Grab to lay off 360 employees to cope with COVID-19 impact
|Ride-hailing Grab, Be, GoViet simultaneously reopen from April 23|
|Grab and other ride-hailing platforms in Vietnam can now operate as legal businesses|
|Hanoi to end technology taxis operation effective April 1|
|South-East Asia's most valuable startup with a valuation of US$14bil (RM59.74bil) informed staff of the cuts at a townhall meeting, according to people with knowledge of the matter. Photo: Reuters|
Ride-hailing giant Grab will be letting go of about 360 people, or under 5% of its staff, CEO and co-founder Anthony Tan announced earlier today in a letter to employees.
“Over the past few months, we reviewed all costs, cut back on discretionary spending, and implemented pay cuts for senior management,” Tan wrote. “In spite of all this, we recognize that we still have to become leaner as an organization in order to tackle the challenges of the post-pandemic economy.”
In addition to the job cuts, SCMP News Agency also revealed that the Singapore-based company plans to eliminate some non-core projects, consolidate functions, and reallocate staff to newer initiatives, like delivery.
|Demand for ride-hailing services, which is Grab's main business, has fallen amid the pandemic. Photo: The Straits Times|
“It has become clear that the pandemic will likely result in a prolonged recession and we have to prepare for what may be a long recovery period,” Tan said in a blog post. “Over the past few months, we reviewed all costs, cut back on discretionary spending, and implemented pay cuts for senior management. In spite of all this, we recognize that we still have to become leaner as an organization to tackle the challenges of the post-pandemic economy.”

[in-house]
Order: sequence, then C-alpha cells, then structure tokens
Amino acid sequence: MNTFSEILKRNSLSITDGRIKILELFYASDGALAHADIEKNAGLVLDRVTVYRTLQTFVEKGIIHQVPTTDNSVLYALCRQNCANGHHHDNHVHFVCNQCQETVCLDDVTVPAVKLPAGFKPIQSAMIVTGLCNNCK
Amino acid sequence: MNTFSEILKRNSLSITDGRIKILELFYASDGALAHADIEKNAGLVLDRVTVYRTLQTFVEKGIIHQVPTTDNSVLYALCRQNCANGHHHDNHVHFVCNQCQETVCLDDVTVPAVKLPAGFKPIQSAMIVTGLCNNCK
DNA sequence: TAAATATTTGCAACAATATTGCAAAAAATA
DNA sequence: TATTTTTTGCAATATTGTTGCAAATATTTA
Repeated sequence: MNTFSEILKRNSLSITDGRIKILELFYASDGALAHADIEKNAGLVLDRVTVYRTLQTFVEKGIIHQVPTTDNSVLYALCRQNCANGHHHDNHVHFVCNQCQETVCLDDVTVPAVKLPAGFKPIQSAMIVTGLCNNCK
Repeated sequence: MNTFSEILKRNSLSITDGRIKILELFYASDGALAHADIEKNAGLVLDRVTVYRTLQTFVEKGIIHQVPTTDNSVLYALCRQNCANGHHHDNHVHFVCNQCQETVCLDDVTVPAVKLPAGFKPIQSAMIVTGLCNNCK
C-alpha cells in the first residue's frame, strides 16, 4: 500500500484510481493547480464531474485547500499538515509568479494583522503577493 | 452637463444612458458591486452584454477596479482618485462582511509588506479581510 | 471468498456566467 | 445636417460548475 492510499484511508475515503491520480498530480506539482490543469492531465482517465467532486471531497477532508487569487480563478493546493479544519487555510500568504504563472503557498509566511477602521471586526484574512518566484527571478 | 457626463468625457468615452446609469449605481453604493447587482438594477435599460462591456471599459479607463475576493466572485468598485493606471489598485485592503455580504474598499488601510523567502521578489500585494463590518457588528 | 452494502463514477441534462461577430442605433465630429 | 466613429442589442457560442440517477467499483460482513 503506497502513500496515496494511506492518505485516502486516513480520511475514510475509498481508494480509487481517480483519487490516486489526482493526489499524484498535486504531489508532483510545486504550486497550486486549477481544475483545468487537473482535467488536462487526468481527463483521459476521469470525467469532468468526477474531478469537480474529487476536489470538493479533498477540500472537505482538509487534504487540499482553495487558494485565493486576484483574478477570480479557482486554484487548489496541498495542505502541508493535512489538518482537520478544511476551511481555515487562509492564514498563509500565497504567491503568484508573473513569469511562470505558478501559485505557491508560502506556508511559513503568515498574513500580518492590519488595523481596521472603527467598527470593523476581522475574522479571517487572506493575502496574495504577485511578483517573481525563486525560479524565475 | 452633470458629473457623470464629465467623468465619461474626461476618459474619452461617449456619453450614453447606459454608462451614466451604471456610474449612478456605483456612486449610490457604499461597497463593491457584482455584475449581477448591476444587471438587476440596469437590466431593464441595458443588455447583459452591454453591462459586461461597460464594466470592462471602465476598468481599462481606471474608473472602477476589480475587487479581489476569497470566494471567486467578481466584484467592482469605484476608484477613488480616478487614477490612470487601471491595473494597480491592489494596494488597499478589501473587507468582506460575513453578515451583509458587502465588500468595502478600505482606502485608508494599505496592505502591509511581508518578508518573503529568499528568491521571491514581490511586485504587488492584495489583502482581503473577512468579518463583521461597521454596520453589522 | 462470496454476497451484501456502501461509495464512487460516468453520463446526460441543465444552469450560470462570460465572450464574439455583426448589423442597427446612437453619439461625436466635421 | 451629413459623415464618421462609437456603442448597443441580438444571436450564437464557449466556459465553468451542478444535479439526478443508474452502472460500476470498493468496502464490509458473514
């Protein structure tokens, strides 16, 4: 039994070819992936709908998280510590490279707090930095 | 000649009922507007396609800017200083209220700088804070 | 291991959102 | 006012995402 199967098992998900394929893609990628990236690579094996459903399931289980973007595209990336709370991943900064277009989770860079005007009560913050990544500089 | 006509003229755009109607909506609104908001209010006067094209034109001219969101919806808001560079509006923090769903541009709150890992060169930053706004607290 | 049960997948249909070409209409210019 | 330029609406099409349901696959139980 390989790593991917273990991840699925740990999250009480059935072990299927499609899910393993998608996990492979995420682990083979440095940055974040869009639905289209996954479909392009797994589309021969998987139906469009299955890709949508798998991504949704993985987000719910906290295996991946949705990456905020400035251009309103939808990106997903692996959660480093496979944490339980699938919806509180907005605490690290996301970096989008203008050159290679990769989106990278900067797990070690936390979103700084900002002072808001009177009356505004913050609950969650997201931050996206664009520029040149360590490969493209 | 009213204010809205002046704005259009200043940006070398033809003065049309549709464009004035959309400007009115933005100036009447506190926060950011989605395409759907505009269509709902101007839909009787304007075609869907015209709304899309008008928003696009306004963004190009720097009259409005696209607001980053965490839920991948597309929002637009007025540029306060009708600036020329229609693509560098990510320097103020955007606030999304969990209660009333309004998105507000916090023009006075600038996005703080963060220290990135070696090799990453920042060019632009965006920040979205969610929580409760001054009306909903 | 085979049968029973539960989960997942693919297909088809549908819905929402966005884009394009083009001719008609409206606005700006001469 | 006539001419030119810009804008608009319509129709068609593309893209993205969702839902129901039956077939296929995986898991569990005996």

The cuts are the latest sign of troubles among the portfolio companies of SoftBank Group Corp. Founder Masayoshi Son had been perhaps the most enthusiastic backer of ride-hailing companies, investing about $3 billion in Grab and billions more in Uber Technologies Inc. and China’s Didi Chuxing, shared Yoolim Lee from Bloomberg Quint.
Grab had become the most valuable startup in Southeast Asia as it expanded beyond ride-hailing into food delivery and other services. SoftBank booked profits as the valuations for such startups surged. But demand for ride-hailing services collapsed this year as countries around the world went into lockdown. Bloomberg Quint cited from a report of SoftBank showing that a record operating loss of 1.36 trillion yen ($12.7 billion) for the latest fiscal year as it wrote down the value of Uber and WeWork.
|Grab will focus on adapting its core verticals such as ride-hailing, payments, and financial services to the new normal. Photo: Afif Kusuma / Unsplash|
In April, Tan said that Covid-19 presented the “single biggest crisis” Grab had faced in the eight years since its founding. He warned at the time that the startup would have to make “tough decisions” about cutting costs and managing capital. According to Bloomberg, the company had more than 7,000 employees before the layoffs.
Grab employees who are laid off will receive severance pay, as well as an enhanced separation payment; a waiver of annual cliffs for equity vesting; medical insurance coverage until the end of the year; encashment of unused annual leave and GrabFlex credits; and, for expecting parents, encashment of their parental benefits, as of the last day of employment.
“I assure you that this will be the last organisation-wide lay-off this year and I am confident as we execute against our refreshed plans to meet our targets, we will not have to go through this painful exercise again in the foreseeable future,” Tan said.
|Anthony Tan, CEO and co-founder of Grab. Photo: Ore Huiying/Bloomberg/Forbes Asia|
Grab is the largest ride-hailing platform in Southeast Asia, and like other travel-related companies, including Uber, Lyft, Oyo and Airbnb, its on-demand ride business has been hit hard by the pandemic. Grab also operates several other businesses, however, including deliveries and digital financial services, which is is currently reallocating resources toward because demand for them has increased during the pandemic and stay-at-home orders.
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